The Japanese government’s solution was to announce that it would consider purchasing or nationalizing the islands itself. The statement triggered a verbal backlash from Beijing and contributed to domestic political problems for the ruling Democratic Party of Japan. The opposition Liberal Democratic Party accused the ruling party of not moving quickly enough on the issue and incorporated the nationalization of the Senkakus into its own platform. China responded by deploying fisheries patrol vessels to the islands and refusing to withdraw when confronted by the Japanese coast guard. What had been a fairly quiet issue suddenly became a potential standoff between Chinese and Japanese maritime defense forces.
Sending a Message
As a Japanese ally, the United States was unable (and perhaps unwilling) to remain uninvolved with the debate. Although the U.S. State Department on several occasions reemphasized U.S. neutrality in the dispute, U.S. officials reiterated their belief that U.S.-Japan security agreements cover the Senkakus. From the Chinese perspective, this was clear interference by the United States in a bilateral dispute — something that exacerbated Beijing’s dismay with Washington’s recent involvement with the Philippines and with Vietnam in South China Sea territorial disputes.
News of potential U.S. Global Hawk overflights — not to mention plans for continual surveillance — are still unverified, but Washington likely does not have any intent to make such patrols completely public, even if it does not mind leaks about ongoing discussions. The United States has three Global Hawks stationed in Guam and thus is unlikely to maintain constant surveillance over the Senkakus. Rather, surveillance flights would likely involve a much broader overview of the waters around Okinawa and other Japanese islands at the southern end of the Ryukyu chain as well. Regardless, the patrols would not significantly change the situation in the area, aside from adding a few extra hours of overview.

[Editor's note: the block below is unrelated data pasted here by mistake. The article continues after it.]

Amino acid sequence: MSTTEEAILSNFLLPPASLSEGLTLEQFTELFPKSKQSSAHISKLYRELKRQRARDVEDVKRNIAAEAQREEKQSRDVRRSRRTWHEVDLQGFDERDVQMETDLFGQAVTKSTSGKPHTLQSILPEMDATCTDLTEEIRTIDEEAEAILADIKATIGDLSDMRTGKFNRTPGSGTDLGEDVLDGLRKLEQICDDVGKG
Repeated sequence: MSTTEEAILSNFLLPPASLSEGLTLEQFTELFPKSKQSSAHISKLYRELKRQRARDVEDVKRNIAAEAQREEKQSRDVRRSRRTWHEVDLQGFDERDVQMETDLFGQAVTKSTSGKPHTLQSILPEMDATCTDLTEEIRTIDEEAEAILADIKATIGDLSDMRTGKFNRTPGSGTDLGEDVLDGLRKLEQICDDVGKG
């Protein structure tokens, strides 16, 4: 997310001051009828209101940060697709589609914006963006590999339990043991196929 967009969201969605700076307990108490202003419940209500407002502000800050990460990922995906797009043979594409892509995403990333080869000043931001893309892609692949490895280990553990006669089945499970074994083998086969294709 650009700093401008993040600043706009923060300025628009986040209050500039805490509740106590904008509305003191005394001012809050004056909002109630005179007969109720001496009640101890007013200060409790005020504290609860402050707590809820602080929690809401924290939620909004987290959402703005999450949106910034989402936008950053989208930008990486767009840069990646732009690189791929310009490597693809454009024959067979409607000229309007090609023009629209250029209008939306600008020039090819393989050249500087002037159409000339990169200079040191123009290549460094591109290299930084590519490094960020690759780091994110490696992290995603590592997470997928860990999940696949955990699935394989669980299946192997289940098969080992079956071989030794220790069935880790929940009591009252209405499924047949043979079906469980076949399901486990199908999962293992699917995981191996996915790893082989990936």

The reported leak about the surveillance discussions, however, sends a message to three audiences: To China, it reinforces Washington’s insistence that China should be cautious as to how far and how fast it attempts to assert its own regional maritime power. The leak is also intended to encourage Japan to remind the Tokyo government that Washington takes Japan’s regional security seriously, thus removing the need for Tokyo to act in a manner that would significantly inflame tensions with China. Amid ongoing controversies surrounding U.S. basing and equipment, the leak also highlights the U.S. role in protecting the residents of Okinawa and shows that, although Okinawans bear a large burden in defense cooperation, they are net recipients of U.S. protection and attention.
The leak also sends a message to the rest of Asia. The United States has talked about a “pivot” to the Pacific and has asserted a greater interest in economic, political and defense issues in the Asia-Pacific region. But Washington’s commitment to deterring a rising China has been questioned. The U.S. delay in sending an aircraft carrier to the Yellow Sea following North Korea’s aggressive action against the South in 2010 was seen as Washington capitulating to China to the potential detriment of a U.S. ally’s security. The United States has also avoided active involvement in the protection of Spratly islands claimed by the Philippines in the South China Sea, despite near-confrontations between Philippine and Chinese vessels.
By suggesting that the United States will take a more proactive role in assuring Japan’s continued control of the Senkakus, Washington is attempting to assuage concerns among other potential partners and allies in the Asia-Pacific region. Washington aims to demonstrate its willingness to consistently and reliably counter any perceived Chinese overreach, allowing regional partners to feel confident about strengthening ties with the United States in spite of Chinese assertiveness.